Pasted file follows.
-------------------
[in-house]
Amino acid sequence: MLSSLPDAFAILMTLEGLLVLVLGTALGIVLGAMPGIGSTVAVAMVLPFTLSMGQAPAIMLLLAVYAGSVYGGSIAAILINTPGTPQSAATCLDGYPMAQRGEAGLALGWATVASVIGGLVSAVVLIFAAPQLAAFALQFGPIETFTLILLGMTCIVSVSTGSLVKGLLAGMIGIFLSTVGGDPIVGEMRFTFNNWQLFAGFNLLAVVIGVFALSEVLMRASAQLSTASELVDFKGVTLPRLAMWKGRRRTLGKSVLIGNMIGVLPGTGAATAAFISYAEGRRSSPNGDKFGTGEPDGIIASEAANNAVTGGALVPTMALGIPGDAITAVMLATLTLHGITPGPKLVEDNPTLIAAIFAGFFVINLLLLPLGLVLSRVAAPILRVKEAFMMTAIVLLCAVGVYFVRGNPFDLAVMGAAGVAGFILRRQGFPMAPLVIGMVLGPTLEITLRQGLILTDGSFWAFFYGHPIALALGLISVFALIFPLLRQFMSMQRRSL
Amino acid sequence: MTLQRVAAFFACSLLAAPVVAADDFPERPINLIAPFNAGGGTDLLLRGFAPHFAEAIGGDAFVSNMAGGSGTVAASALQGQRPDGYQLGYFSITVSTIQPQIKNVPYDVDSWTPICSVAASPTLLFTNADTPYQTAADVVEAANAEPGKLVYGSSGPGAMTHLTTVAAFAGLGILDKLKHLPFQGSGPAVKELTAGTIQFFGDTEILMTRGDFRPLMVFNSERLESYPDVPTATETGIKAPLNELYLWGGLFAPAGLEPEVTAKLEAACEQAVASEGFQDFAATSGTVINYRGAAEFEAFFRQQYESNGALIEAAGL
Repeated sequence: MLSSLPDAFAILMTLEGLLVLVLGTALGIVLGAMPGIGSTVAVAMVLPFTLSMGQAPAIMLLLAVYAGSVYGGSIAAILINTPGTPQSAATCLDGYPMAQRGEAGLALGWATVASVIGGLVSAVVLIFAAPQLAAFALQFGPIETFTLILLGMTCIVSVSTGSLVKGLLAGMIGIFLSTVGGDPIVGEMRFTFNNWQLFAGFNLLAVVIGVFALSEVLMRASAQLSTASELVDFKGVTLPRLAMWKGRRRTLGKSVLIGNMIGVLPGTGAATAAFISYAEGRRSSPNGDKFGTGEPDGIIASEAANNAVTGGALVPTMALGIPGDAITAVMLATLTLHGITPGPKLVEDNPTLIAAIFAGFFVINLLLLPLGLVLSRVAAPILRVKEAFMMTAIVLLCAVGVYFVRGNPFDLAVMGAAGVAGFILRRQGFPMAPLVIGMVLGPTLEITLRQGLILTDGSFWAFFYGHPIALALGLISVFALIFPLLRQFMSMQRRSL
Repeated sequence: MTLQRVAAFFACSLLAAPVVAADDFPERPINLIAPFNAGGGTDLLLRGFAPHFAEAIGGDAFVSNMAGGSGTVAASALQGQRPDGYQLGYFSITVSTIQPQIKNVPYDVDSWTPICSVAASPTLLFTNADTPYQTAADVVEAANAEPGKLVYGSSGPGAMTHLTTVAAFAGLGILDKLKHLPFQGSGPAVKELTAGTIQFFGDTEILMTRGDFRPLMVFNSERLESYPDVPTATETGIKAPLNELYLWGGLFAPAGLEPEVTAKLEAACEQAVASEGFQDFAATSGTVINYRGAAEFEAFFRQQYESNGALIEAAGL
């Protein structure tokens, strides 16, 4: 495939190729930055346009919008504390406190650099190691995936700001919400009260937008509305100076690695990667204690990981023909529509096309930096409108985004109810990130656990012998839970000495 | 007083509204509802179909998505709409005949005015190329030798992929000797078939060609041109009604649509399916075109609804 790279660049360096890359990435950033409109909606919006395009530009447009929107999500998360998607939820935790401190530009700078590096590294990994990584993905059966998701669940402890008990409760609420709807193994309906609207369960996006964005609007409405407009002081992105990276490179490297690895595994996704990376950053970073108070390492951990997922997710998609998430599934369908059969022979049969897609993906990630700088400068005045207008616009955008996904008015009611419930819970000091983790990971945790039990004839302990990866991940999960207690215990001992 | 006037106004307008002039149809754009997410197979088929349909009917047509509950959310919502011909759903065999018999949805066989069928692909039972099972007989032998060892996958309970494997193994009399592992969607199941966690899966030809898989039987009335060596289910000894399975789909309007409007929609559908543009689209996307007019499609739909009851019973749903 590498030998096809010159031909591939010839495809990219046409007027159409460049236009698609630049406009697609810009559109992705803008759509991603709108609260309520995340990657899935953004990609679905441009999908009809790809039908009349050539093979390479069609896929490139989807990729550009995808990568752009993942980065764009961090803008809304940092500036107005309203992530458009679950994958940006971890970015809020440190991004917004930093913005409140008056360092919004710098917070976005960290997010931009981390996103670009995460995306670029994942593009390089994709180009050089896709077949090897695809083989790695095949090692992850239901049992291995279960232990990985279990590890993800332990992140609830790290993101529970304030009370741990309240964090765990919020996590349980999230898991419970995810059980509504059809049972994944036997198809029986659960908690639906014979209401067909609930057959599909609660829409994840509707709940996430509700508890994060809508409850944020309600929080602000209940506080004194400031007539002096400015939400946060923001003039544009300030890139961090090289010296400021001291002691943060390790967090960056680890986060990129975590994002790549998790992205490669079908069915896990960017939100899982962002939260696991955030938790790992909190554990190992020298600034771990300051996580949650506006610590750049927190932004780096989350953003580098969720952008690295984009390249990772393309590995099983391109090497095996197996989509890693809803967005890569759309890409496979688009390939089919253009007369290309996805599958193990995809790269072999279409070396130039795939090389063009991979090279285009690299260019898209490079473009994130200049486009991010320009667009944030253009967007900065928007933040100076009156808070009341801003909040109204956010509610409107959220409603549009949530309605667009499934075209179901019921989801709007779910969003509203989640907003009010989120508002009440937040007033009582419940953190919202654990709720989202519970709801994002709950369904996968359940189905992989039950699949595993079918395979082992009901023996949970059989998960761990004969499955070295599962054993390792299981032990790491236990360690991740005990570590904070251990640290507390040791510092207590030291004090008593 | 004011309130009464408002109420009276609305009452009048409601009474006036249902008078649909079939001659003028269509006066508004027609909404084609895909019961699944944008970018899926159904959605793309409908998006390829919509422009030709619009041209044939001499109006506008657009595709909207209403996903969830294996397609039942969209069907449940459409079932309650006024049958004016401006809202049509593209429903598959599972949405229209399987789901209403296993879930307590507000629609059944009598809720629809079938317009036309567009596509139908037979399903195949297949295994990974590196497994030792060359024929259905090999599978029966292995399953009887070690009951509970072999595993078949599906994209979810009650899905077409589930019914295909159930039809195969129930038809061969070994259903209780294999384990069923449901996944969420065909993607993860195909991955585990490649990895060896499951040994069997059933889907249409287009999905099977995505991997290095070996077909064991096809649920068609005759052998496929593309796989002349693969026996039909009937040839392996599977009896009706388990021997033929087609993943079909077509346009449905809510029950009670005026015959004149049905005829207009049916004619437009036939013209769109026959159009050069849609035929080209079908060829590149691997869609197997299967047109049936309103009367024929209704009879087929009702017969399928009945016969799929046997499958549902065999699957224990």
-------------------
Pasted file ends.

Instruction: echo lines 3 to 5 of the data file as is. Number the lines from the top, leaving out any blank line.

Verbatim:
Amino acid sequence: MTLQRVAAFFACSLLAAPVVAADDFPERPINLIAPFNAGGGTDLLLRGFAPHFAEAIGGDAFVSNMAGGSGTVAASALQGQRPDGYQLGYFSITVSTIQPQIKNVPYDVDSWTPICSVAASPTLLFTNADTPYQTAADVVEAANAEPGKLVYGSSGPGAMTHLTTVAAFAGLGILDKLKHLPFQGSGPAVKELTAGTIQFFGDTEILMTRGDFRPLMVFNSERLESYPDVPTATETGIKAPLNELYLWGGLFAPAGLEPEVTAKLEAACEQAVASEGFQDFAATSGTVINYRGAAEFEAFFRQQYESNGALIEAAGL
Repeated sequence: MLSSLPDAFAILMTLEGLLVLVLGTALGIVLGAMPGIGSTVAVAMVLPFTLSMGQAPAIMLLLAVYAGSVYGGSIAAILINTPGTPQSAATCLDGYPMAQRGEAGLALGWATVASVIGGLVSAVVLIFAAPQLAAFALQFGPIETFTLILLGMTCIVSVSTGSLVKGLLAGMIGIFLSTVGGDPIVGEMRFTFNNWQLFAGFNLLAVVIGVFALSEVLMRASAQLSTASELVDFKGVTLPRLAMWKGRRRTLGKSVLIGNMIGVLPGTGAATAAFISYAEGRRSSPNGDKFGTGEPDGIIASEAANNAVTGGALVPTMALGIPGDAITAVMLATLTLHGITPGPKLVEDNPTLIAAIFAGFFVINLLLLPLGLVLSRVAAPILRVKEAFMMTAIVLLCAVGVYFVRGNPFDLAVMGAAGVAGFILRRQGFPMAPLVIGMVLGPTLEITLRQGLILTDGSFWAFFYGHPIALALGLISVFALIFPLLRQFMSMQRRSL
Repeated sequence: MTLQRVAAFFACSLLAAPVVAADDFPERPINLIAPFNAGGGTDLLLRGFAPHFAEAIGGDAFVSNMAGGSGTVAASALQGQRPDGYQLGYFSITVSTIQPQIKNVPYDVDSWTPICSVAASPTLLFTNADTPYQTAADVVEAANAEPGKLVYGSSGPGAMTHLTTVAAFAGLGILDKLKHLPFQGSGPAVKELTAGTIQFFGDTEILMTRGDFRPLMVFNSERLESYPDVPTATETGIKAPLNELYLWGGLFAPAGLEPEVTAKLEAACEQAVASEGFQDFAATSGTVINYRGAAEFEAFFRQQYESNGALIEAAGL